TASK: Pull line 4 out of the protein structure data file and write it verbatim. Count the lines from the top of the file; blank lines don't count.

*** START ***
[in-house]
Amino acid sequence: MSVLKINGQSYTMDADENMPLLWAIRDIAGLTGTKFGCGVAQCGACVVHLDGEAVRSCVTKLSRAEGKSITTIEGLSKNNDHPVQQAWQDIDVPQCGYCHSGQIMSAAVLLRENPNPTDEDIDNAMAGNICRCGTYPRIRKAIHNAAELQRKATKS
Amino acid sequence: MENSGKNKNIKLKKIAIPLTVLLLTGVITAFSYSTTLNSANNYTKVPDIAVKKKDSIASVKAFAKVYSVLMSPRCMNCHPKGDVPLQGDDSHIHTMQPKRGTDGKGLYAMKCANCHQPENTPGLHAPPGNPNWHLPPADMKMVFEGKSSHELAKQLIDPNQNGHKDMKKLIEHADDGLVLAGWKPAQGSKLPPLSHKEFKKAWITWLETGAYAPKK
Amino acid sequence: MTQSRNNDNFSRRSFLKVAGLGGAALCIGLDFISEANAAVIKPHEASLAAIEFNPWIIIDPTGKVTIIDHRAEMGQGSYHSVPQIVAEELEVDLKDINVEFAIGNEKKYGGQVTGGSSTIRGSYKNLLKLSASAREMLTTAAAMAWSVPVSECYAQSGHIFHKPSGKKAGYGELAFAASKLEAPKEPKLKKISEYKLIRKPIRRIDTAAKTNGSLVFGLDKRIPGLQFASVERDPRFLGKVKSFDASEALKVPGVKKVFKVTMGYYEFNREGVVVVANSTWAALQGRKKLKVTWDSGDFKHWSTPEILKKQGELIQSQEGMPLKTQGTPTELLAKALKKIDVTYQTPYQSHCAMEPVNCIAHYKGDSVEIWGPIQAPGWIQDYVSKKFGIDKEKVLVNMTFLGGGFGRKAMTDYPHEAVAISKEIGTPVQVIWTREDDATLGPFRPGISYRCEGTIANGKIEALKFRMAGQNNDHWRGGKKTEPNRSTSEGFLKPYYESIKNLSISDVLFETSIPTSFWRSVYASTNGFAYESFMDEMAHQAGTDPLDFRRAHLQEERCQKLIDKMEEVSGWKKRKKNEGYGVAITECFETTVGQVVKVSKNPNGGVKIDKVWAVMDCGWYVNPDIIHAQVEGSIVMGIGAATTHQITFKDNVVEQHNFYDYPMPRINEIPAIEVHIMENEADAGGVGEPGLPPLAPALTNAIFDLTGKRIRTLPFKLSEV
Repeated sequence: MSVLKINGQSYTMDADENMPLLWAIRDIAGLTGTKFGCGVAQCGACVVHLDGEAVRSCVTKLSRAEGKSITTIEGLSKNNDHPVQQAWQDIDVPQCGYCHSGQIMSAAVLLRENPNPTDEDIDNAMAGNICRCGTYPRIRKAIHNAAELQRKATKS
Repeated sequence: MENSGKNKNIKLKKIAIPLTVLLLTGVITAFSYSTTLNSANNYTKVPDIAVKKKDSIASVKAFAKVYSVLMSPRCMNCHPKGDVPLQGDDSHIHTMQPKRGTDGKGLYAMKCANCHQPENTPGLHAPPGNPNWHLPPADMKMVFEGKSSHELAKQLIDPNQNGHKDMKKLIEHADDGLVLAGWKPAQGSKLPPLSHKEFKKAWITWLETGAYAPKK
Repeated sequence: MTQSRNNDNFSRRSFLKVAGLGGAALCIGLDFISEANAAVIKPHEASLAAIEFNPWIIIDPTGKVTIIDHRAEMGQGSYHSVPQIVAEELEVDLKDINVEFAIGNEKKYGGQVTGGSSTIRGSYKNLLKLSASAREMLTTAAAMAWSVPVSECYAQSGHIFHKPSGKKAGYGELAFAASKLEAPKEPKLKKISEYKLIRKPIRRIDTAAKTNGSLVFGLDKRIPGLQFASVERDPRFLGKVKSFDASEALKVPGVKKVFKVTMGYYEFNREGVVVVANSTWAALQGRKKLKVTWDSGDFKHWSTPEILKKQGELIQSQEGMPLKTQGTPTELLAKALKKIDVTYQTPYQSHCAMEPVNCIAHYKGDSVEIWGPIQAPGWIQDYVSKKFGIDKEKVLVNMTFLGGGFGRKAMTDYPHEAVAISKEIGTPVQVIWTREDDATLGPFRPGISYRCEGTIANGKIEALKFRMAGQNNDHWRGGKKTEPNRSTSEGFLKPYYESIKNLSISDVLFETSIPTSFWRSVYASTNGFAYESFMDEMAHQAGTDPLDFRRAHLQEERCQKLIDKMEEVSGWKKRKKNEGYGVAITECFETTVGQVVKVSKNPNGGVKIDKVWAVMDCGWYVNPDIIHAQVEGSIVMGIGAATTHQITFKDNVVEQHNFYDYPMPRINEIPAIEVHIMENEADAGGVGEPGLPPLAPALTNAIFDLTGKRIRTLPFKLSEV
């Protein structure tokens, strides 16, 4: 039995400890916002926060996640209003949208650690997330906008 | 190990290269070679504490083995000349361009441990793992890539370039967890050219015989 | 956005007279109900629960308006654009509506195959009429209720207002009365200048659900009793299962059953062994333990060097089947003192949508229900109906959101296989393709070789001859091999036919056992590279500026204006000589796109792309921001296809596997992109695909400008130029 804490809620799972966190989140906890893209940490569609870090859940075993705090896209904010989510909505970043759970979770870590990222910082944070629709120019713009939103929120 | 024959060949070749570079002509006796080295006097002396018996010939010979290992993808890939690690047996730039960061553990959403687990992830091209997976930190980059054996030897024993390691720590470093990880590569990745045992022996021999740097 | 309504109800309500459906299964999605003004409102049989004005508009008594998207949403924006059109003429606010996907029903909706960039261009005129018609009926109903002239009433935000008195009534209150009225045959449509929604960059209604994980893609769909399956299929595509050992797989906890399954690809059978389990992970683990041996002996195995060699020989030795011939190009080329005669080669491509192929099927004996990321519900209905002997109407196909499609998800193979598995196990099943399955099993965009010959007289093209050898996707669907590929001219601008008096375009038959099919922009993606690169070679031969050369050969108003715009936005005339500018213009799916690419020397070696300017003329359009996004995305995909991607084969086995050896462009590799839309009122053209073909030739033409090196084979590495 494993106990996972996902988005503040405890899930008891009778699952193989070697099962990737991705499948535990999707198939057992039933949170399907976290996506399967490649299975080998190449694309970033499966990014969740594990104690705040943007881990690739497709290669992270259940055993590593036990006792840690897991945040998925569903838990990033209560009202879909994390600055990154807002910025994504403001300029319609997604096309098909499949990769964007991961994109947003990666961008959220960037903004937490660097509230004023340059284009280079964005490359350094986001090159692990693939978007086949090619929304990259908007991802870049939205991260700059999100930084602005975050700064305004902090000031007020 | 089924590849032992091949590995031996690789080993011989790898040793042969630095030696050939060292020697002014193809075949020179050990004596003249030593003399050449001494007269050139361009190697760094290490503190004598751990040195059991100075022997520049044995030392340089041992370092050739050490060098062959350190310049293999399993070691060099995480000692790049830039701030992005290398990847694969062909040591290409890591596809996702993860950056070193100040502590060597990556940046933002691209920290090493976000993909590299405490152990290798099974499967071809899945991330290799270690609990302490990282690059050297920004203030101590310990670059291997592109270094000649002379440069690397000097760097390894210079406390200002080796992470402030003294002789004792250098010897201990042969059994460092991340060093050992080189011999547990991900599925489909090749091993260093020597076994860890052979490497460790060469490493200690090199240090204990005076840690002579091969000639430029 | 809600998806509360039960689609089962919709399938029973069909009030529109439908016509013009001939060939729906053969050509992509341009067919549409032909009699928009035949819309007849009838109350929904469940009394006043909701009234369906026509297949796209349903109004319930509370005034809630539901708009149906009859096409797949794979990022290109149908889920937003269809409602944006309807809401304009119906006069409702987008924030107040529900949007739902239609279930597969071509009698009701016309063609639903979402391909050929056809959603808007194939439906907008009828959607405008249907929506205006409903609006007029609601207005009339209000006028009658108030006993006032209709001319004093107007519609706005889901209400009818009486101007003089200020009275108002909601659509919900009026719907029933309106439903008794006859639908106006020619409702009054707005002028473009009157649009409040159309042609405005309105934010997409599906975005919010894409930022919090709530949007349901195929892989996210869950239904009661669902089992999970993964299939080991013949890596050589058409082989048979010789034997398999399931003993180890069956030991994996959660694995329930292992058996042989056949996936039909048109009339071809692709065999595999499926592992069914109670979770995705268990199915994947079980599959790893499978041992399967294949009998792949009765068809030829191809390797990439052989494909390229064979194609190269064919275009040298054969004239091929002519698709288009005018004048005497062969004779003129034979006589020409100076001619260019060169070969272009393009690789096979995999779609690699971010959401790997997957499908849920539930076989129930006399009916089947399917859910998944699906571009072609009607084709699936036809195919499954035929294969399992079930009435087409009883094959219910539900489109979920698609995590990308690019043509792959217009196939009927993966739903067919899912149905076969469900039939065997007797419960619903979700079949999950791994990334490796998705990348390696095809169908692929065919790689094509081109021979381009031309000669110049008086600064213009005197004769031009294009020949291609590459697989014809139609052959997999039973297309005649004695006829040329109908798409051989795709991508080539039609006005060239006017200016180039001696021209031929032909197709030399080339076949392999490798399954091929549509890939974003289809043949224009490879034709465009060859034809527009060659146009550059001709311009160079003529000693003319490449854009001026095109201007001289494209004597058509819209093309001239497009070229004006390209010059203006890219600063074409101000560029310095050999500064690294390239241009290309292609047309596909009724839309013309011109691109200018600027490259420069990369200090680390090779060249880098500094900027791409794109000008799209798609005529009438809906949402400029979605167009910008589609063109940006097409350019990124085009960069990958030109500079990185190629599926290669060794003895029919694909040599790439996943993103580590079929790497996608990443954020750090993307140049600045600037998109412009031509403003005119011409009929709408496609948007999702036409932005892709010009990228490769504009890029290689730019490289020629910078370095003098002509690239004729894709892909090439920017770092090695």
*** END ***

Amino acid sequence: MTQSRNNDNFSRRSFLKVAGLGGAALCIGLDFISEANAAVIKPHEASLAAIEFNPWIIIDPTGKVTIIDHRAEMGQGSYHSVPQIVAEELEVDLKDINVEFAIGNEKKYGGQVTGGSSTIRGSYKNLLKLSASAREMLTTAAAMAWSVPVSECYAQSGHIFHKPSGKKAGYGELAFAASKLEAPKEPKLKKISEYKLIRKPIRRIDTAAKTNGSLVFGLDKRIPGLQFASVERDPRFLGKVKSFDASEALKVPGVKKVFKVTMGYYEFNREGVVVVANSTWAALQGRKKLKVTWDSGDFKHWSTPEILKKQGELIQSQEGMPLKTQGTPTELLAKALKKIDVTYQTPYQSHCAMEPVNCIAHYKGDSVEIWGPIQAPGWIQDYVSKKFGIDKEKVLVNMTFLGGGFGRKAMTDYPHEAVAISKEIGTPVQVIWTREDDATLGPFRPGISYRCEGTIANGKIEALKFRMAGQNNDHWRGGKKTEPNRSTSEGFLKPYYESIKNLSISDVLFETSIPTSFWRSVYASTNGFAYESFMDEMAHQAGTDPLDFRRAHLQEERCQKLIDKMEEVSGWKKRKKNEGYGVAITECFETTVGQVVKVSKNPNGGVKIDKVWAVMDCGWYVNPDIIHAQVEGSIVMGIGAATTHQITFKDNVVEQHNFYDYPMPRINEIPAIEVHIMENEADAGGVGEPGLPPLAPALTNAIFDLTGKRIRTLPFKLSEV